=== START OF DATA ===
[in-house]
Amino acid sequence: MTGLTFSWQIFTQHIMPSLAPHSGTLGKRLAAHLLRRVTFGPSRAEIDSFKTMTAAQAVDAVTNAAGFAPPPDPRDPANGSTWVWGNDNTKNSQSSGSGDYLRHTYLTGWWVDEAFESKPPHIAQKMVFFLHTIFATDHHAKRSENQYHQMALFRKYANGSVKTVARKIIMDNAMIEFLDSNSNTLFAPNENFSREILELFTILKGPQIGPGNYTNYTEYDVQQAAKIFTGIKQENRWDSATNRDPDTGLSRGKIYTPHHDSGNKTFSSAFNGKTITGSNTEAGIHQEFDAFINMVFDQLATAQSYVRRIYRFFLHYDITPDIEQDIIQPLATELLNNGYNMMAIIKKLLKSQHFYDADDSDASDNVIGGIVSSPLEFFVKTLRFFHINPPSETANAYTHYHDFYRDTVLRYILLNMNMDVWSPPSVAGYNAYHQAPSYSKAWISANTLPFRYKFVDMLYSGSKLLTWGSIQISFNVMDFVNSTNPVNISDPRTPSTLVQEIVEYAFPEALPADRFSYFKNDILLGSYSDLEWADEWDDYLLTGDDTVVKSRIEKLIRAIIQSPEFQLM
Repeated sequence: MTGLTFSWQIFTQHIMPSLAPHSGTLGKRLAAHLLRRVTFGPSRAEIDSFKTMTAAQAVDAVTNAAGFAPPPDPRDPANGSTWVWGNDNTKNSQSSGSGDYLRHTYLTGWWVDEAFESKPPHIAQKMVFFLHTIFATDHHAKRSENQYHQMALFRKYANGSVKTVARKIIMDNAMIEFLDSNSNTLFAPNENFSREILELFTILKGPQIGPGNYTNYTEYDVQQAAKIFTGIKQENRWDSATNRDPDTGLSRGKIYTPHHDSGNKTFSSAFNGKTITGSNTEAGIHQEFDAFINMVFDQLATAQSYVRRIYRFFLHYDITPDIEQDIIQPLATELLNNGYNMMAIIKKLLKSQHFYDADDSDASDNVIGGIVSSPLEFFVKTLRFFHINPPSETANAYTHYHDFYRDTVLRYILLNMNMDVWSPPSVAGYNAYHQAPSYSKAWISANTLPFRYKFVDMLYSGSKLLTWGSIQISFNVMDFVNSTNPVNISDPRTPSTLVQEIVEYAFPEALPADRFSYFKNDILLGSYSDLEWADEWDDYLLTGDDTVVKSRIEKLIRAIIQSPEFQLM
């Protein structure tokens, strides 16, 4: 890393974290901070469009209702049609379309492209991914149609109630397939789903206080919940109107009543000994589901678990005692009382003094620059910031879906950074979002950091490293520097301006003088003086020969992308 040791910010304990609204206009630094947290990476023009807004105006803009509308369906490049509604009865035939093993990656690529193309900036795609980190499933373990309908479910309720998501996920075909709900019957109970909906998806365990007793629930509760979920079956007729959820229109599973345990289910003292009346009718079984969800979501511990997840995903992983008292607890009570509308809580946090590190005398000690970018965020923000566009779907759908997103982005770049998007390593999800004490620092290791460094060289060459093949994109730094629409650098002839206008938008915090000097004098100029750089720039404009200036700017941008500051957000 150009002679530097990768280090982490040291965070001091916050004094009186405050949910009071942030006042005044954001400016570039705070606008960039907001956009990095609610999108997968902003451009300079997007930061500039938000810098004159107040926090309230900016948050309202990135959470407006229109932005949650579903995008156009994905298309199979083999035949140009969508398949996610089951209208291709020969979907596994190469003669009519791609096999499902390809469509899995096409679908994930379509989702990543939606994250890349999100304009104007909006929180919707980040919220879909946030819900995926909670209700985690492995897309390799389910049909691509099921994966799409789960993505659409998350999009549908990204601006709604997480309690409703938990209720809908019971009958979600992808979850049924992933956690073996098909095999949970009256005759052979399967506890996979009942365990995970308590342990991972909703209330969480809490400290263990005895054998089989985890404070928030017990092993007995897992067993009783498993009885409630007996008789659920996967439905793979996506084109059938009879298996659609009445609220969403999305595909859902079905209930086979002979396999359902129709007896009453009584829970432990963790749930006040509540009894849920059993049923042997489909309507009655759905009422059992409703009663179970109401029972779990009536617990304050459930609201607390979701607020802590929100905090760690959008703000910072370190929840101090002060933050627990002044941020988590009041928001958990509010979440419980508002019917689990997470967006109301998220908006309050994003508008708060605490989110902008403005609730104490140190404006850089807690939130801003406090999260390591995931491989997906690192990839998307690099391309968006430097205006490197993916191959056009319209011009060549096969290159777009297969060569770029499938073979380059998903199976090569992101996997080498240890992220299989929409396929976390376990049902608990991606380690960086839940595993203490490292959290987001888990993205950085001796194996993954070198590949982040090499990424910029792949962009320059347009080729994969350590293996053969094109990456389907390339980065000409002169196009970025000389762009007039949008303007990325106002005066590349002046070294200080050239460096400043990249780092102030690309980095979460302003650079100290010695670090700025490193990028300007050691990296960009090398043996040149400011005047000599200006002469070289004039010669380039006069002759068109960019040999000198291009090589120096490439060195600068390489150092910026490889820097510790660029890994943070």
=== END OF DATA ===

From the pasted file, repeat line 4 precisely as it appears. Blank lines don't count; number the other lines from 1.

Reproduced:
């Protein structure tokens, strides 16, 4: 890393974290901070469009209702049609379309492209991914149609109630397939789903206080919940109107009543000994589901678990005692009382003094620059910031879906950074979002950091490293520097301006003088003086020969992308 040791910010304990609204206009630094947290990476023009807004105006803009509308369906490049509604009865035939093993990656690529193309900036795609980190499933373990309908479910309720998501996920075909709900019957109970909906998806365990007793629930509760979920079956007729959820229109599973345990289910003292009346009718079984969800979501511990997840995903992983008292607890009570509308809580946090590190005398000690970018965020923000566009779907759908997103982005770049998007390593999800004490620092290791460094060289060459093949994109730094629409650098002839206008938008915090000097004098100029750089720039404009200036700017941008500051957000 150009002679530097990768280090982490040291965070001091916050004094009186405050949910009071942030006042005044954001400016570039705070606008960039907001956009990095609610999108997968902003451009300079997007930061500039938000810098004159107040926090309230900016948050309202990135959470407006229109932005949650579903995008156009994905298309199979083999035949140009969508398949996610089951209208291709020969979907596994190469003669009519791609096999499902390809469509899995096409679908994930379509989702990543939606994250890349999100304009104007909006929180919707980040919220879909946030819900995926909670209700985690492995897309390799389910049909691509099921994966799409789960993505659409998350999009549908990204601006709604997480309690409703938990209720809908019971009958979600992808979850049924992933956690073996098909095999949970009256005759052979399967506890996979009942365990995970308590342990991972909703209330969480809490400290263990005895054998089989985890404070928030017990092993007995897992067993009783498993009885409630007996008789659920996967439905793979996506084109059938009879298996659609009445609220969403999305595909859902079905209930086979002979396999359902129709007896009453009584829970432990963790749930006040509540009894849920059993049923042997489909309507009655759905009422059992409703009663179970109401029972779990009536617990304050459930609201607390979701607020802590929100905090760690959008703000910072370190929840101090002060933050627990002044941020988590009041928001958990509010979440419980508002019917689990997470967006109301998220908006309050994003508008708060605490989110902008403005609730104490140190404006850089807690939130801003406090999260390591995931491989997906690192990839998307690099391309968006430097205006490197993916191959056009319209011009060549096969290159777009297969060569770029499938073979380059998903199976090569992101996997080498240890992220299989929409396929976390376990049902608990991606380690960086839940595993203490490292959290987001888990993205950085001796194996993954070198590949982040090499990424910029792949962009320059347009080729994969350590293996053969094109990456389907390339980065000409002169196009970025000389762009007039949008303007990325106002005066590349002046070294200080050239460096400043990249780092102030690309980095979460302003650079100290010695670090700025490193990028300007050691990296960009090398043996040149400011005047000599200006002469070289004039010669380039006069002759068109960019040999000198291009090589120096490439060195600068390489150092910026490889820097510790660029890994943070």